matt | January 10, 2005
Sorry I've been gone for so long. Blame the holidays, video games, and nothing much to say. However, I've found something to talk about:
When walking to the Wakefield mall Staples from the parking lot, I saw a wonderful poster in the bus shelter that lead one to believe that merely getting caught with alcohol under the age of 21 would lead to a suspension of your license, even if you're not driving. That can't be right, can it? Yep, it is. House bill 2004 H 7333. Of course, it's a “may be subject to a minimum 60 day license suspension”, but it's still bullshit. If you're driving, that's one thing, but we're not talking driving here, folks; we're talking simple posession.
Of course, this brings up the larger issue – why do we worry about this in the first place? Drinking and operating a motor vehicle causes a public safety concern, and should be dealt with harshly. But just drinking? Come on.
Of course, for those of you who haven't been following it, it gets better. As detailed in this article the practice of parents allowing their kids to have supervised drinking parties (we had sleepovers where some guy's dad would buy us beer and no one would be allowed to go home) is being legislated against. Just knowingly allowing the party to happen is potentially illegal.
How did this country end up with such a huge stick up it's ass?
1.) It's a very simple concept – if people aren't hurting anyone, let them be.
2.) How much longer are we going to stave off adulthood? This prolonged adolescence is a byproduct of the industrial revoution, and hence, is completely artifical. People used to be apprenticed starting at age 12. Now, it's 18. Why? Maybe pushing it back a couple years is not a bad thing, but 6?
3.) Of course, it's still not consistent – 18 is the age of majority, but not really, because there's a bunch of stuff you can't do until you're 21 (Handguns and alcohol come to mind). Pick an age and stick with it.
Of course, this whole thing isn't all that surprising. After all, the government is supposed to be the personal policeman. Never mind that something isn't a danger to the society, it's enough that the activity can somehow be construed as “bad” and therefore it needs to be criminalized. It doesn't matter that, in theory, you are an individual who can choose. The powers that be are smarter than you are, they will determine what is good for you, make everything bad for you illegal, and make sure to take care of you.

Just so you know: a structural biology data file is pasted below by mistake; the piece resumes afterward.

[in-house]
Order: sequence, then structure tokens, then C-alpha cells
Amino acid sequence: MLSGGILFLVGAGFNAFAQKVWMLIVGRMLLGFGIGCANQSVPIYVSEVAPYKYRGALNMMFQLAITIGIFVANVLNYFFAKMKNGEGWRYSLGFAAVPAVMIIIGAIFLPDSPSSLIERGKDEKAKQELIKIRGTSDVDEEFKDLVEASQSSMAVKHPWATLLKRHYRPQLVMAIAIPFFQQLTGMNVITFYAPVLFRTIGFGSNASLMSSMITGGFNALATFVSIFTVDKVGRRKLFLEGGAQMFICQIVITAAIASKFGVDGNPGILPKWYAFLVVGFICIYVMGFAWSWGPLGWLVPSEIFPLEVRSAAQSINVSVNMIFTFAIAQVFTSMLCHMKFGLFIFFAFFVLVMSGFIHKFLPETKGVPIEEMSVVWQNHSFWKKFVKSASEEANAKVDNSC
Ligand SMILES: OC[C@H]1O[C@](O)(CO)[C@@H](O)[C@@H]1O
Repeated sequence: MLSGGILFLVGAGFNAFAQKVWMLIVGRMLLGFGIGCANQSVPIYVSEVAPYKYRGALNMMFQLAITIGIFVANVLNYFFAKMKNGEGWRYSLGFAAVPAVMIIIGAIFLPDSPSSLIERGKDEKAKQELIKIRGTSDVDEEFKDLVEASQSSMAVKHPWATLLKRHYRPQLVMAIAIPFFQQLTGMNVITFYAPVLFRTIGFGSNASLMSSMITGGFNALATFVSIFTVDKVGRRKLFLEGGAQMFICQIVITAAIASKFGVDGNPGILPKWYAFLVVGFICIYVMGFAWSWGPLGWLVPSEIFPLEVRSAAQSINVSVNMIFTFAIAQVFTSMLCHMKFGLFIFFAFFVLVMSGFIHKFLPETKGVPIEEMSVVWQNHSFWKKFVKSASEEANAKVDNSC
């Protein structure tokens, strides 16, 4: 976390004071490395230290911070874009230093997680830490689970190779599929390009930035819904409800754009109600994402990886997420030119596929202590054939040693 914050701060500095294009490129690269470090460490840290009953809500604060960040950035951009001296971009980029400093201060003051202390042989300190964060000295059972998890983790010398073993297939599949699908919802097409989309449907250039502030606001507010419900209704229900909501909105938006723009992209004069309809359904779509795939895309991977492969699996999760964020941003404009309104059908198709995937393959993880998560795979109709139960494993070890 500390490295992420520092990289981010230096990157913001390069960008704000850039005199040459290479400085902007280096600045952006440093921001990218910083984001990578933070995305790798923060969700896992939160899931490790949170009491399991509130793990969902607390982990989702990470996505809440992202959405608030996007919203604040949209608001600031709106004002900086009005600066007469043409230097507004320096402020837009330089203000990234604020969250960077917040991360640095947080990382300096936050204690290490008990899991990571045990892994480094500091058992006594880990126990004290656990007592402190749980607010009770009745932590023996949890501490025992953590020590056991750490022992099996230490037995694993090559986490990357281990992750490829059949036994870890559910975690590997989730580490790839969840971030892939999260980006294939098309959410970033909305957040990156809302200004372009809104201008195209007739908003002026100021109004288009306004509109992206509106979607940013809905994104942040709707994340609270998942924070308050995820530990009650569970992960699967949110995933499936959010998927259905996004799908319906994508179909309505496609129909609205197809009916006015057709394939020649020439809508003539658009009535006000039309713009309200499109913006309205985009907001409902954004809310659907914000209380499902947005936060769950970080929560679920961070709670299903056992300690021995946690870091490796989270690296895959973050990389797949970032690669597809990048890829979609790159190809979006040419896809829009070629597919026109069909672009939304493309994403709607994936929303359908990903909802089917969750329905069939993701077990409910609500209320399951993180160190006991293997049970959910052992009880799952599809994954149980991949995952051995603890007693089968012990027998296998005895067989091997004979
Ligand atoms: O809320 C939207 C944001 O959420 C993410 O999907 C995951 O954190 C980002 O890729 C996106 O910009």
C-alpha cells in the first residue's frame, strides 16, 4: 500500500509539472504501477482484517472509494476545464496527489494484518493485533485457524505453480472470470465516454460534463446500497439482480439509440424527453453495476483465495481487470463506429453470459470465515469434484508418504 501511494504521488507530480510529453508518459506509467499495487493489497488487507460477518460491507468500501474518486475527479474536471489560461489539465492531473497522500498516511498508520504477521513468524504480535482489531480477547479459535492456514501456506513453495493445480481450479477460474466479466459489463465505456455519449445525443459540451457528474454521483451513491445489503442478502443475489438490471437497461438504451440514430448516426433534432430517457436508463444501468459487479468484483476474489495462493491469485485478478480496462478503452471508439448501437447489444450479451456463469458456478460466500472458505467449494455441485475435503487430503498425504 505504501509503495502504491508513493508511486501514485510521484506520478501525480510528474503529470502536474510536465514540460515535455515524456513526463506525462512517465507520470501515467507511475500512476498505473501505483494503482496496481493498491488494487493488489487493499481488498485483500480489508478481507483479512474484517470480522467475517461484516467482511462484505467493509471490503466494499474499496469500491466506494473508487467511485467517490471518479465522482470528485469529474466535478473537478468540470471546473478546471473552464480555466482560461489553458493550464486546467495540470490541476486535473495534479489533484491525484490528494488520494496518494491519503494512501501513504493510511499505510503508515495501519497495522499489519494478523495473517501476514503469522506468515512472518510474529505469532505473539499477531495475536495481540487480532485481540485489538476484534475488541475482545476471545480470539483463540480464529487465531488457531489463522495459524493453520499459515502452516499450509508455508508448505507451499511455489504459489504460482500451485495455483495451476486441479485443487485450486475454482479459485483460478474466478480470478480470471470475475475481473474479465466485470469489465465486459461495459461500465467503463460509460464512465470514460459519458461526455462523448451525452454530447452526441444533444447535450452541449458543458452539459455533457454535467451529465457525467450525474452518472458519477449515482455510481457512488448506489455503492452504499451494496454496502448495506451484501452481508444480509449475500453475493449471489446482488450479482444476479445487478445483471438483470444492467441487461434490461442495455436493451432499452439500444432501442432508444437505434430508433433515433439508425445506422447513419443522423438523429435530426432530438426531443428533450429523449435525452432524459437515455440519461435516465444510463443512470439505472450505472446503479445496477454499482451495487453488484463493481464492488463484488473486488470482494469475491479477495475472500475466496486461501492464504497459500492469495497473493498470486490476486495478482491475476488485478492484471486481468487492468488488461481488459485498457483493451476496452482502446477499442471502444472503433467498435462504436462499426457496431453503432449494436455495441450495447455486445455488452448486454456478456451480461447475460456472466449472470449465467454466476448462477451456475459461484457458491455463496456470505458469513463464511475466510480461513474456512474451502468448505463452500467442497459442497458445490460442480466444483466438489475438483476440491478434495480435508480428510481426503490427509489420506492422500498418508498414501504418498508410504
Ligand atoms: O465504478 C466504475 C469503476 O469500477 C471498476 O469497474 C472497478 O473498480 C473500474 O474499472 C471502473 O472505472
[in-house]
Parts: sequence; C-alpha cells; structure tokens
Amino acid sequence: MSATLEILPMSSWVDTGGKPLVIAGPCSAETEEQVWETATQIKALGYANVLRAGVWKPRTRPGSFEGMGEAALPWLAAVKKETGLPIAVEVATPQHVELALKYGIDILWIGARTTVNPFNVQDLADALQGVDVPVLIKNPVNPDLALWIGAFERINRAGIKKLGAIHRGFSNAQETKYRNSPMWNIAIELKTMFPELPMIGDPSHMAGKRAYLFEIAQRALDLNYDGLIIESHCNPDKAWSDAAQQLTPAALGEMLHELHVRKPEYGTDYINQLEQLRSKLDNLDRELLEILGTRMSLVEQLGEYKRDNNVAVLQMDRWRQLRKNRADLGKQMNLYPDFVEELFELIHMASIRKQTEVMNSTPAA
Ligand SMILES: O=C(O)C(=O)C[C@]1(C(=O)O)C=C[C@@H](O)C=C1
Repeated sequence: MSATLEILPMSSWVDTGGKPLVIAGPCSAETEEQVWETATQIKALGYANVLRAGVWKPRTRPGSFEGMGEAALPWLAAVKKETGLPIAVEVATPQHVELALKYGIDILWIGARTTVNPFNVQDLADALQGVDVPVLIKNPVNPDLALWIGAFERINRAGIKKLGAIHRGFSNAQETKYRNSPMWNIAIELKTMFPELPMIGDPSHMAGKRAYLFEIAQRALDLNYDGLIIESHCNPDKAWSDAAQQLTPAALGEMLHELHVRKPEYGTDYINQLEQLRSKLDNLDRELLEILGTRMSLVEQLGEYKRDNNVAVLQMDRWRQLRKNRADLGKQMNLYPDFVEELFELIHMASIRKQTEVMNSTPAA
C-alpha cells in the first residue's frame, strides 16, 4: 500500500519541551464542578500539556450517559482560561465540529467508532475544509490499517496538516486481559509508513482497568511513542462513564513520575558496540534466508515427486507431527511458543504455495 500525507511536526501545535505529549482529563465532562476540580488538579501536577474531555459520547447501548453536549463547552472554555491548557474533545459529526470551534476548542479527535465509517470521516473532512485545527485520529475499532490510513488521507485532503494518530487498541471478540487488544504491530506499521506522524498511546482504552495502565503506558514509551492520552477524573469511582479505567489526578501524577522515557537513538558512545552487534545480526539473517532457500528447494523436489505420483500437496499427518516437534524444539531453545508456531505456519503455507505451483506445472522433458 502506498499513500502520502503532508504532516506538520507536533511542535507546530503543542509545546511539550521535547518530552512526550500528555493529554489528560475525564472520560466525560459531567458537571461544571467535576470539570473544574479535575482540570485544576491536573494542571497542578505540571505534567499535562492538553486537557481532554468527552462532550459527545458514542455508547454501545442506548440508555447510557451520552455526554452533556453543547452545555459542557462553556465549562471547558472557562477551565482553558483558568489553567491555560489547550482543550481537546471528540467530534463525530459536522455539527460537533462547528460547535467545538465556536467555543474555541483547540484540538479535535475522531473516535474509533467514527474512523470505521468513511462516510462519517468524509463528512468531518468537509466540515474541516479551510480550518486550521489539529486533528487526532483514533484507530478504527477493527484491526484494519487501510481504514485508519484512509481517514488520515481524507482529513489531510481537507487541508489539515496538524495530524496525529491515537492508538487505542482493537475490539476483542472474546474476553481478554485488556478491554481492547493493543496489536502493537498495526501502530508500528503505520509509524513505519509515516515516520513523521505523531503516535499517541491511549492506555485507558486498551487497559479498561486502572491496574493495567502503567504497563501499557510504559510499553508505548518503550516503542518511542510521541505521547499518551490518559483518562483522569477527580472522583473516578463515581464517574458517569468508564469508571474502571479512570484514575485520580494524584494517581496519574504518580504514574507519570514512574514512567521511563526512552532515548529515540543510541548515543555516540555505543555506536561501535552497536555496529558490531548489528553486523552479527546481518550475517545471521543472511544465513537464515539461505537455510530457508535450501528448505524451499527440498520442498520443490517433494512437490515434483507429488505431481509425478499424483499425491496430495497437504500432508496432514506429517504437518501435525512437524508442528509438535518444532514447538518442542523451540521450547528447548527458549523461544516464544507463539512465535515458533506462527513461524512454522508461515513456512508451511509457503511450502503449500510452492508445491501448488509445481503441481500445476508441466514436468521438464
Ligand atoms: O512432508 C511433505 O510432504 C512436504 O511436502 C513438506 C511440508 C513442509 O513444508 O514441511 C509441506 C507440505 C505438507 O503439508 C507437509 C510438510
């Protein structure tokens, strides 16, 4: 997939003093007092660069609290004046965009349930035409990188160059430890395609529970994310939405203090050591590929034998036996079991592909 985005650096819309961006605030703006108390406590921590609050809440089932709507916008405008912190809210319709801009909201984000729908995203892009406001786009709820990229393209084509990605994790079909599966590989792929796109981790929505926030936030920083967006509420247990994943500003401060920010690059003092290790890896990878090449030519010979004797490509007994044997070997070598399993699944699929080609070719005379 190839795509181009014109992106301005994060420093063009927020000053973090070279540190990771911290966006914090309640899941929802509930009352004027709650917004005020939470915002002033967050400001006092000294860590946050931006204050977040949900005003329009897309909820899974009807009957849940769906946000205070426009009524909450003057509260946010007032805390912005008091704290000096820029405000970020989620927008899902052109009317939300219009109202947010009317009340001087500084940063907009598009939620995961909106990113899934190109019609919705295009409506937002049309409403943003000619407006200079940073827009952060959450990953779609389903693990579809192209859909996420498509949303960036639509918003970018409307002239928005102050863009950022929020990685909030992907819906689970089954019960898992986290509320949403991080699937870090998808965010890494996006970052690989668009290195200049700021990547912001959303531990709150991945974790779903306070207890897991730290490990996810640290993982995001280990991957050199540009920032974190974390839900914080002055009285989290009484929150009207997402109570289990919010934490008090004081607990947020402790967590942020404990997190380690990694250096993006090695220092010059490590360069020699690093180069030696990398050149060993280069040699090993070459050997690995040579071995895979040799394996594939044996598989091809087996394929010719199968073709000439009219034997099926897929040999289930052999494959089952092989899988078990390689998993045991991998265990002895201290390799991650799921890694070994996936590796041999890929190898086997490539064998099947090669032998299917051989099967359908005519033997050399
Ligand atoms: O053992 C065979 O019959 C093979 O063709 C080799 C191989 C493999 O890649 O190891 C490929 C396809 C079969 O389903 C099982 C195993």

And, of course, once everyone has grown fat and happy on the teat of the state, and all our means of defending ourselves have been exchanged for a police force enforcing the will of said state, and all the flavor has been sucked out of life, some enterprising group appear, stage a coup, and the public will be left powerless. Of course, the real truth is that they likely wouldn't even care – after all, as long as the police are still there to “protect” us, and the various social programs stay up, why does it matter?
MADD == Modern temperence movement. Listen to them for a bit; responsible drinking is not the message they convey. Their message is one of prohibition.
In other news, radio host Garrison Keillor is of the opinion that born-again Christians shouldn't vote. Now, assuming he's serious (or at the very least, engaging in semi-serious satire) it still comes back to this fundamental stupidity on both sides of the fence.
1.) I have to go with Liz M. on this one – if you didn't vote in the presidential election, you have no right to complain for the next 4 years. There were a LOT of candidates on the ballot, and I'm sure you could have found SOMEONE you could get behind. This goes for both sides. And no, the “It doesn't matter, RI will go to Kerry no matter what I vote for” doesn't hold water, because if everyone feels like that, no other votes get cast.
2.) Everyone has a right to vote. I don't care what your politics are, you should be able to get behind this. That's kind of the whole point. Unless you want to go back to the “only rich white men can vote” system of things….
3.) Yes, the electoral college is stupid. That argument even held water 4 years ago. But, like it or not:
a.) Bush was elected by electoral college.
b.) Bush was elected by popular vote.
c.) Bush was elected by majority popular vote (which, surprisingly, doesn't happen all that much).
This is not a reason to leave the electoral college in place; by all means, get rid of it. However, the country has spoken, and like it or not, they chose Dubya. (Don't blame me, I voted libertarian). And besides, they don't say that it's a choice between a Giant Douche and a Turd Sandwich for nothing.
I suppose that's enough of a rant for tonight. Misc notes:
- WRT54G v2.2 doesn't like the Sveasoft Satori firmware. So, it can't be used as a wireless bridge for a PS2
- Star Wars Battlefront is probably one of the better FPS's I've played in awhile. The split screen is fun with friends.
- Ace Combat '05 is basically Ace Combat '04 revisited. You'd think they'd ad online play or something.
- GTA: San Andreas keeps getting heckled by Liz because of the super ghetto dialoge. That said, it's definitely a decent third installment. However, the shooting stuff still needs work. You need to be able to always go to a FPS mode, or it needs to automagically target the closest enemy.
- Red Dead revolver is not worth $50, but it's kind of campy and fun for $15 used.
- Eagerly awaiting Mercenaries.
- Doom 3 is friggin creepy.
- I want lightguns that work with HDTV and don't suck.